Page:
PENRITH stormed into the finals after a lacklustre opening to the season, won in the first week of the finals before they travelled interstate and lost to a team who went on to be beaten by Melbourne in the preliminary final.
The above sentence could describe both the 2016 and 2017 seasons for the Panthers.
Twelve months on, Penrith remain in the same position as they were in this time last year — can 2018 be the year the can stops getting kicked down the road?
WHERE THEY FINISHED
Penrith came in at seventh after the regular season, winning 13 games and losing 11 after winning 14 and losing 10 in 2016.
A controversial but deserved win over Manly precipitated a 13-6 loss to the Broncos at Suncorp Stadium, consigning the Panthers to 6th place overall for the second year in a row.
WHAT WENT WRONG?
The start to the season was nothing short of a disaster. Penrith lost seven of their first nine to crash to 15th on the ladder with their only victories coming over Newcastle and Wests Tigers.
While they did right the ship eventually and even pulled off a seven game winning streak running into the finals, competing against the best sides in the competition was always an issue — Penrith’s only wins against top eight teams all season came against the eighth placed Cowboys before the finals and their two victories over Manly.
WHAT WENT RIGHT
Nathan Cleary took another step forward in his first full season of first grade and continues to look like the future of the club. They also unearthed a trio of excellent rookies in Dylan Edwards, Tyrone May and Corey Harawira-Naera — Edwards in particular changed the dynamic of the team with his excellent work rate and kick returns, he is certainly a long-term player for the club.
It’s a shame that May’s pre-season will be so disrupted by his recovery from a knee injury given how comfortable he looked in the top grade.
Reagan Campbell-Gillard also progressed well, evolving into one of the most damaging props in the competition by season’s end. The team as a whole showed great resilience to rebound from their terrible start to the year — not many teams would be able to come back from the hellish position they found themselves in.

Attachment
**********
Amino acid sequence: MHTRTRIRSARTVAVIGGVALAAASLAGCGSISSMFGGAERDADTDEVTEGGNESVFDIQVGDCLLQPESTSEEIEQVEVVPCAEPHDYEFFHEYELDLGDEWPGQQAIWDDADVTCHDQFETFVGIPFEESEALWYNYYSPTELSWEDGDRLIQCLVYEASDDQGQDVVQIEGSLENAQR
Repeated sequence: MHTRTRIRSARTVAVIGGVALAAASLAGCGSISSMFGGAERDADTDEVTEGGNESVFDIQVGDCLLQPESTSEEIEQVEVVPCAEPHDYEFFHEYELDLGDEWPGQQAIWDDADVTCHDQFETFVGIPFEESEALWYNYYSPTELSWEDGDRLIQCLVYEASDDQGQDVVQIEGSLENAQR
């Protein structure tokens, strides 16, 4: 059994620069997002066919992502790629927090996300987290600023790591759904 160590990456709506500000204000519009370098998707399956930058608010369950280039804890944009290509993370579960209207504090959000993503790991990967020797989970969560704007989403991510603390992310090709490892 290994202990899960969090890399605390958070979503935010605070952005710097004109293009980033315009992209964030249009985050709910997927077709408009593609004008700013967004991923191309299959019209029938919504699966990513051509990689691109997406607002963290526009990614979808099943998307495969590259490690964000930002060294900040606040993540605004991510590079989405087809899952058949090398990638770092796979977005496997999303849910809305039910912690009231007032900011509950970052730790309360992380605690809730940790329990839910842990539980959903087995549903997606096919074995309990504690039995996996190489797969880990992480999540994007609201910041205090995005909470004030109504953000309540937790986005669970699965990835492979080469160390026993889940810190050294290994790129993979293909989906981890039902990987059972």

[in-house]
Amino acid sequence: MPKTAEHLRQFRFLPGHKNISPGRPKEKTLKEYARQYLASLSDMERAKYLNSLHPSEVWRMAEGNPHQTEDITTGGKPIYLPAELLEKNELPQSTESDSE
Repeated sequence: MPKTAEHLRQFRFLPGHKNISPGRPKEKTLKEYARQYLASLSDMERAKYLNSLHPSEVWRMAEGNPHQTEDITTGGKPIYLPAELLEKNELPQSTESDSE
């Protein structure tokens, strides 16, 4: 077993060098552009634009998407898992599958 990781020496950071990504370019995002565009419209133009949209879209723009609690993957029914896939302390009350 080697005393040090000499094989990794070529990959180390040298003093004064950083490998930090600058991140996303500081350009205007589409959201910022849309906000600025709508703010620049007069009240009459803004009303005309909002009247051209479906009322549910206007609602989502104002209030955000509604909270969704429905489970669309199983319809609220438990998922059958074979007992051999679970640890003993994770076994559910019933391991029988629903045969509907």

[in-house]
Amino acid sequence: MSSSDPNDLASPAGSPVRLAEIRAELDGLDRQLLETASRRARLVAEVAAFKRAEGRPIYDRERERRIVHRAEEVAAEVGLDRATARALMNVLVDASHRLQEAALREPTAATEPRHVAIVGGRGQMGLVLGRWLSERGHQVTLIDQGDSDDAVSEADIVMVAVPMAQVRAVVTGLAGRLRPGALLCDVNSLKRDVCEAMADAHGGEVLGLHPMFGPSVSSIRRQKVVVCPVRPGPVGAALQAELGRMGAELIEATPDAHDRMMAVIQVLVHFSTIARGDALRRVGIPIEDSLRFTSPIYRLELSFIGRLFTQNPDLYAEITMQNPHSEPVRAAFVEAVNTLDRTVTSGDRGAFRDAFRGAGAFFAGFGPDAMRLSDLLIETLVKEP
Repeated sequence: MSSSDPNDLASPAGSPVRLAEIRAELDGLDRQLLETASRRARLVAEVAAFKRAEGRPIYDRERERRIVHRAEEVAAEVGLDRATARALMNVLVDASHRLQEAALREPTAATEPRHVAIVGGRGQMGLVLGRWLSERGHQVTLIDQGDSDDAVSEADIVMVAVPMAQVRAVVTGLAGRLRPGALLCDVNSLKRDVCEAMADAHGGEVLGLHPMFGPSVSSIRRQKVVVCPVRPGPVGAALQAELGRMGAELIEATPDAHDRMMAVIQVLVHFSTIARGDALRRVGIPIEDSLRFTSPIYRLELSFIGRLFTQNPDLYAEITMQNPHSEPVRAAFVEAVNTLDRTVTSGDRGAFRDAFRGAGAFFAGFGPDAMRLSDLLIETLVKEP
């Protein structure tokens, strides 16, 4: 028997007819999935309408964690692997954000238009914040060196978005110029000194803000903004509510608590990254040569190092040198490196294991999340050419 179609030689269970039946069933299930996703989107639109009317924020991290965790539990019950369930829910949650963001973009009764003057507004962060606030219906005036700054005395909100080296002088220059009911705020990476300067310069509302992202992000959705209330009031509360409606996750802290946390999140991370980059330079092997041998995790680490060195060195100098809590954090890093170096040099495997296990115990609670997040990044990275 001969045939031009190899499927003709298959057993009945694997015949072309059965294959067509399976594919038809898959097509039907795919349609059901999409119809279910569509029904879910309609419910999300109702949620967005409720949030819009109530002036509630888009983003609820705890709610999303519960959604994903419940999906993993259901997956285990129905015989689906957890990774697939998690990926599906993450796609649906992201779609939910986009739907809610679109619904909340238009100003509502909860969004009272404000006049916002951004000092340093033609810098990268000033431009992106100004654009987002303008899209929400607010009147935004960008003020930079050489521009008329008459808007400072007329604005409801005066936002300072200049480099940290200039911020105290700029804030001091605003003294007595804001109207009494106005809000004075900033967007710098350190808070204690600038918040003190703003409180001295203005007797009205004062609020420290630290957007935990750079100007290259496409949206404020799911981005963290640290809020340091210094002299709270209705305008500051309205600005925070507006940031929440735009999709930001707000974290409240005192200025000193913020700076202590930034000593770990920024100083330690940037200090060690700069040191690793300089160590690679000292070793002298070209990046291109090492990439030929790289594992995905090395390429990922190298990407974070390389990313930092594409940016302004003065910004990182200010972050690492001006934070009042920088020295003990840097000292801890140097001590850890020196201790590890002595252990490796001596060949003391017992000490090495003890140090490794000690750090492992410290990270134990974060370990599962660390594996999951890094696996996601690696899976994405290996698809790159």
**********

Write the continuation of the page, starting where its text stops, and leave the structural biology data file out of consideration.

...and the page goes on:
STAT THAT SUM UP THE SEASON
The Panthers had the sixth best attack in the competition and the ninth best defence — they were stuck in the middle of the ladder in every respect. Penrith are more than capable of dispatching teams on the outside of the top eight but struggle against top four opposition. They’re 1/12 over the last two seasons against the teams who finished in the top four in 2016 and 2017.
IT’S A SHAMBLES: THE MAIN AREA THEY NEED TO IMPROVE
Penrith sorely need some stability around their squad as a whole and especially in their spin. Nathan Cleary has been the sole constant over the last 18 months with Matt Moylan battling injury, personal problems and switching from fullback to five-eighth while Peter Wallace has also spent some time off the park. If Matt Moylan does exit the club, as some are speculating, it may be a blow but it could also give the club the chance to build around the Edwards, May and Cleary nucleus.
There is a frantic quality to Penrith’s attack, especially in the attacking quarter, and they can struggle to play direct and stick to their structures.
There is a tremendous amount of talent at Penrith, but getting them all moving in the right direction and playing to a plan without stifling their pure footballing instincts is the challenge.
HIGHLIGHT OF THE SEASON
Winning 11 of 13 matches from Round 10 to Round 24 produced plenty of highlights, including twin last-gasp wins over Canberra, but it’s tough to look past the qualifying final victory over Manly. Seven days after being beaten 28-12 by the Sea Eagles, Penrith got up 22-10 in a decidedly spicy encounter, which included a running battle between Dylan Walker and the entirety of western Sydney.
LOWLIGHT OF THE SEASON
Everything in the first 10 weeks. A 28-2 belting by Cronulla at home in Round 7 was matched only perhaps by a 42-10 drubbing by the Dragons in the season opener and a 28-6 mauling by Melbourne in Round 5. The latter match would have been particularly discouraging, as it seemed to firmly shut the door on any hopes Penrith may have had of cutting it with the best in the competition.
BIG NAME RECRUITS
Penrith have no new recruits for next season.
BIG NAME LOSSES
Sitaleki Akauola (Warrington), Samisoni Langi (Leigh Centurions)
WHAT WILL HAPPEN NEXT YEAR
BEST POSSIBLE SCENARIO
Cleary finds another gear, the roster becomes more settled, Bryce Cartwright gets right back to his best and Penrith become an attacking juggernaut, running teams ragged as they storm into the top four and chase their first grand final win since 2003.
WORST POSSIBLE SCENARIO
The current chopping and changing continues with numerous players shipped out either before the season begins or during the season itself. The talent of the Panthers stops them from cratering completely but they remain fractured and somewhat aimless and while a new crop of youngsters comes through a chance at a premiership is again pushed down the road so they can develop.
COACH SAFETY RATING
Given Anthony Griffin re-signed until the end of 2020 I think it’s safe to say he’s pretty safe.